If you were deeply in love, then maybe, just maybe, it might be worth the inevitable trauma for all concerned, but you’re not, so it isn’t.
And, for what it’s worth, I always think new relationships shouldn’t be started until old ones are truly over — and that means officially divorced!
I do sympathise with your experience of dating apps. From what I hear, they’re teeming with married men using alter egos to pick up women.
And it does seem like this chap has manipulated you, sucked you in until you’re emotionally invested, then ’fessed up.
I don’t think there is a moral dilemma here. You must end the relationship. There are plenty more fish in the internet — and not all of them are married. Have more faith in yourself.
DOM SAYS: I’ve re-read your letter and I’m sorry to say I don’t believe that deep down you didn’t consider this right from the very start.
It strikes me as fundamentally peculiar that you didn’t have this conversation on your first date! Or before your first date!
What on earth did you message each other about? Surely it’s perfectly normal to have ‘getting to know you’ texts and the like?
Dom (pictured) told the reader to ask her boyfriend for proof that he’s going through a divorce
If I’m having dinner with someone, I want to know who they are — and that’s as a happily married man. I simply can’t imagine spending an evening with someone and emerging without knowing about their life. Are they married? Where did they meet? Do they have children? How old are they?
These are simply polite questions. How boring and shallow to spend time with someone without asking them.
So, no, I feel sure that this sort of thing must’ve come up, which means that either of you steered the conversation off topic to avoid having to find out. He must have lied in his responses. Or at the very least, been evasive. And if he was evasive and you let him get away with it, then you’re complicit. I’m afraid I’m not buying that you really are that naive. Rather, I think you chose not to know and that makes you just as guilty as him.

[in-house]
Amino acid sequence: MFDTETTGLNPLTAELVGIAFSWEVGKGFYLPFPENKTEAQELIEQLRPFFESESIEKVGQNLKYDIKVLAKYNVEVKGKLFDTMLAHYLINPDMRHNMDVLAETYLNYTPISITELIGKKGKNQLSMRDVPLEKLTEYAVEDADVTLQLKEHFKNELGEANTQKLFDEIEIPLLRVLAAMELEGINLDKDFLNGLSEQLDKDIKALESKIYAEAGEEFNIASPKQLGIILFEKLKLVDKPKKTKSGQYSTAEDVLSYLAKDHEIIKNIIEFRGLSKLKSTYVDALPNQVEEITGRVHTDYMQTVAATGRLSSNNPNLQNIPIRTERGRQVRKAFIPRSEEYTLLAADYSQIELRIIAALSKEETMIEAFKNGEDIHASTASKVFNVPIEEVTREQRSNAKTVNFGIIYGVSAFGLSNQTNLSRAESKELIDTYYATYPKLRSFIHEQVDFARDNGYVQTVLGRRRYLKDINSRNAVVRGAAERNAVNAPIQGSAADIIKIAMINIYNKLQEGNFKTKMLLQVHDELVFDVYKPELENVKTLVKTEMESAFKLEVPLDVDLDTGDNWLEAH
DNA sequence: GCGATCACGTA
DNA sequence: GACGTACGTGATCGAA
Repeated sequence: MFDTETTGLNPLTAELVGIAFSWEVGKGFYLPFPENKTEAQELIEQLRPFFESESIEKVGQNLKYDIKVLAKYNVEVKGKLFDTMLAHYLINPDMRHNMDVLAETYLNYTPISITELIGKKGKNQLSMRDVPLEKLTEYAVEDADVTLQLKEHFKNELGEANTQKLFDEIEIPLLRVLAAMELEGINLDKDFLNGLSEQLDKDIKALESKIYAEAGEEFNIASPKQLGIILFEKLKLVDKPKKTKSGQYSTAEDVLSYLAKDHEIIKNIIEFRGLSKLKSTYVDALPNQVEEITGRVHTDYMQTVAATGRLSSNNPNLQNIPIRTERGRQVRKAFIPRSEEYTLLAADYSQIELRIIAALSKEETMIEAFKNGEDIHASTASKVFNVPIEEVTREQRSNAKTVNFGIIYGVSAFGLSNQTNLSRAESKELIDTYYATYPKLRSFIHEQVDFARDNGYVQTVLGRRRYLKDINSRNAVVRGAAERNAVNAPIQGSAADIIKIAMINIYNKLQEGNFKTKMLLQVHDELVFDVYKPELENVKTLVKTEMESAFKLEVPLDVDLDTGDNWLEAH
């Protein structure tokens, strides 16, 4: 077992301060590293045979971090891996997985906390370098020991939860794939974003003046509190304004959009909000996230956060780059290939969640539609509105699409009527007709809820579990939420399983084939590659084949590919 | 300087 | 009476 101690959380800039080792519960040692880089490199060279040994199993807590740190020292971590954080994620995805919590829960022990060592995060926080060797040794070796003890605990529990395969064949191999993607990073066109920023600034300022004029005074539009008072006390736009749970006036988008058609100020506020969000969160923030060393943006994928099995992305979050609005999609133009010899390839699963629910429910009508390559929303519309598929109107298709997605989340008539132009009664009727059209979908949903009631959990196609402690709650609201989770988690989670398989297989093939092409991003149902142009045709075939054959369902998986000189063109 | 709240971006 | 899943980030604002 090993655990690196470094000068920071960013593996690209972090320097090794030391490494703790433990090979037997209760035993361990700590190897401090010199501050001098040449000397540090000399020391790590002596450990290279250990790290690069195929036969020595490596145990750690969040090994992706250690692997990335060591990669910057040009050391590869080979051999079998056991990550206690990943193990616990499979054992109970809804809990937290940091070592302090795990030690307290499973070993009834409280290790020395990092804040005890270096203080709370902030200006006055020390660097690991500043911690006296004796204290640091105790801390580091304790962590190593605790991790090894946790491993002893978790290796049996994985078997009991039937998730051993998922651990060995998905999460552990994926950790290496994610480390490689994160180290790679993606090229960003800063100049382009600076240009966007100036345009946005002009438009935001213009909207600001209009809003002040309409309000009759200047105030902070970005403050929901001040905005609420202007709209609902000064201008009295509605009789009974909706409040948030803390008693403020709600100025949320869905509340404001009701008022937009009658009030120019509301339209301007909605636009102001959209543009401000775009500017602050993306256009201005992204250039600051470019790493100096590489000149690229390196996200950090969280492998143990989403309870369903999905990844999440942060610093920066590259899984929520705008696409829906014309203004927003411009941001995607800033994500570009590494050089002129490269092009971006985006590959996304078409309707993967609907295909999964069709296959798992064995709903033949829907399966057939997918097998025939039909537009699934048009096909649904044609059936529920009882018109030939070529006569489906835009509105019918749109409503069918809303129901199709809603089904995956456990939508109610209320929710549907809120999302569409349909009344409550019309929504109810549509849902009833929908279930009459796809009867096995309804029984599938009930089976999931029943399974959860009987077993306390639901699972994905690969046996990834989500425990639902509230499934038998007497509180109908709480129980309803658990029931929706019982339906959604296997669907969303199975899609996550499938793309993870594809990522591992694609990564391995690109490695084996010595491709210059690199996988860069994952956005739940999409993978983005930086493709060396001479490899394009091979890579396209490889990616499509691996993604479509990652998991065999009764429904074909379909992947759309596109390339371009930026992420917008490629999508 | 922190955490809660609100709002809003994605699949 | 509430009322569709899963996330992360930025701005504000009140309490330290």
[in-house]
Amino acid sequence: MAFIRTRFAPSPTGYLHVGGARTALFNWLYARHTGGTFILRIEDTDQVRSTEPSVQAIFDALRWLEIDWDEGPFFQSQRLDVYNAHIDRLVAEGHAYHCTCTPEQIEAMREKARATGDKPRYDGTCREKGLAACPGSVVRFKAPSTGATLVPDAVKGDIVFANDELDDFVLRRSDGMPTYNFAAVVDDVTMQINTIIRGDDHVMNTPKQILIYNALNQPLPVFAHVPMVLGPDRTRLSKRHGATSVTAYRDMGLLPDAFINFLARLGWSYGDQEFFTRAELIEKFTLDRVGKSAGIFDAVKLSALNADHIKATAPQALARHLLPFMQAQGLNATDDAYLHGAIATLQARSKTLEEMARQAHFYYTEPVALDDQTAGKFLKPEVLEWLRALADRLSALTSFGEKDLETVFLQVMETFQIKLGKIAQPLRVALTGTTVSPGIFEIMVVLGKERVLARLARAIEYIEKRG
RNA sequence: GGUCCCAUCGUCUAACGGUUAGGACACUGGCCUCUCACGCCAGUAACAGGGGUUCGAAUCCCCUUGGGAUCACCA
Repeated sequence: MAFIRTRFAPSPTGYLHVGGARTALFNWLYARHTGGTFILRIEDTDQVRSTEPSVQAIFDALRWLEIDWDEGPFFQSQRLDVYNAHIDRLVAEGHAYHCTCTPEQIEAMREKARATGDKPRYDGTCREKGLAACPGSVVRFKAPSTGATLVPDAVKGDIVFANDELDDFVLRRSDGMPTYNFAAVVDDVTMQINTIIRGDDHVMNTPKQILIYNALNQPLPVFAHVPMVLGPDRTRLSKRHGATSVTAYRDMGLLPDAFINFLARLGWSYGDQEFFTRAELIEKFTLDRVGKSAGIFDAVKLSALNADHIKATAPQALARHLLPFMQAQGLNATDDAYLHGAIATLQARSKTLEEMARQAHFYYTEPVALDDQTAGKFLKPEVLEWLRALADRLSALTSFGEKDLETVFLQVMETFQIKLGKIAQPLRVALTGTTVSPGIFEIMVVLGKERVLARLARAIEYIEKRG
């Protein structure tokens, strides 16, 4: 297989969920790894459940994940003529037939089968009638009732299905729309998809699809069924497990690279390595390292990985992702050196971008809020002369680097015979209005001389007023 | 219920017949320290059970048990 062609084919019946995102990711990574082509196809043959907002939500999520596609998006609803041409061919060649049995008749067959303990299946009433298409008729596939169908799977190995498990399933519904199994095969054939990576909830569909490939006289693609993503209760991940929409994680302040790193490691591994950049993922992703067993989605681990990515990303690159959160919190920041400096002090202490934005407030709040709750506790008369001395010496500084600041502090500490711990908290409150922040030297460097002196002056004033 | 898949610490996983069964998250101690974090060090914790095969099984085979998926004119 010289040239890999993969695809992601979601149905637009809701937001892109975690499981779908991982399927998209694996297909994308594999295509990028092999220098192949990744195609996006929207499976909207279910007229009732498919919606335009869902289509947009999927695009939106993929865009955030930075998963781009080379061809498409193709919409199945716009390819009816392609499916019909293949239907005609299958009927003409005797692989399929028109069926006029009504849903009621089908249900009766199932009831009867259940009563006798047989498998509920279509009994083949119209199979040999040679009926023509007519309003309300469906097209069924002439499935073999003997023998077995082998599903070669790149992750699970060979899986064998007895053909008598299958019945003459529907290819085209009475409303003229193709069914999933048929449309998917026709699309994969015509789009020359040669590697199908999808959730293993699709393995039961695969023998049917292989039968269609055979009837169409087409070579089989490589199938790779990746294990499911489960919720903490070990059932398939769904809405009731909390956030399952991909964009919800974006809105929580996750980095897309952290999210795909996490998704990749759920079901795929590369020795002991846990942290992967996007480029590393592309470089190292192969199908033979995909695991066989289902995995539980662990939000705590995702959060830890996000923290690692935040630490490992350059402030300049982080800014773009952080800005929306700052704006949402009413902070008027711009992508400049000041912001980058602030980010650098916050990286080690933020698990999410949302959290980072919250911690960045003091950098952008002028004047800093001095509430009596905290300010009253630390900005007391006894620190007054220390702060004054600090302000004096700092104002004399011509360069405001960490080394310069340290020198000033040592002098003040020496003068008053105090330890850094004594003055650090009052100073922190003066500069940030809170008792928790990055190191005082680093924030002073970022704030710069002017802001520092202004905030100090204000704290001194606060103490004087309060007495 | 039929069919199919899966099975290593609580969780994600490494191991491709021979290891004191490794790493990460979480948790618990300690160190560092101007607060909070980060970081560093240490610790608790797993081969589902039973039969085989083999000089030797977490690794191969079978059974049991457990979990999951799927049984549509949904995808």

Dating sites are notorious for being full of people — men and women — who are playing away, without any intention of ever leaving their spouse.
What’s interesting here is that, rather than give up before he was rumbled and move on to another woman, this chap has confessed. And that’s giving me pause for thought. Because here’s the thing — it could mean that he’s finally telling the truth. And he’s doing so because he is interested in a long-term relationship with you.
It doesn’t change the fact he was economic with the truth. But it does perhaps mean you could choose to give him the benefit of the doubt. But only for one more conversation.
If you truly believe he is getting divorced, ask him for proof. Tell him you might be willing to move forward with him if he can show you he is indeed divorcing.
If he shows you a letter or an email from a lawyer, then fine. You lied to yourself as much as he did to you. You can’t hold it against him without holding it against yourself, too.
So if he has finally come clean then put the lies behind you and move forward together. And if not? Well, you know the answer.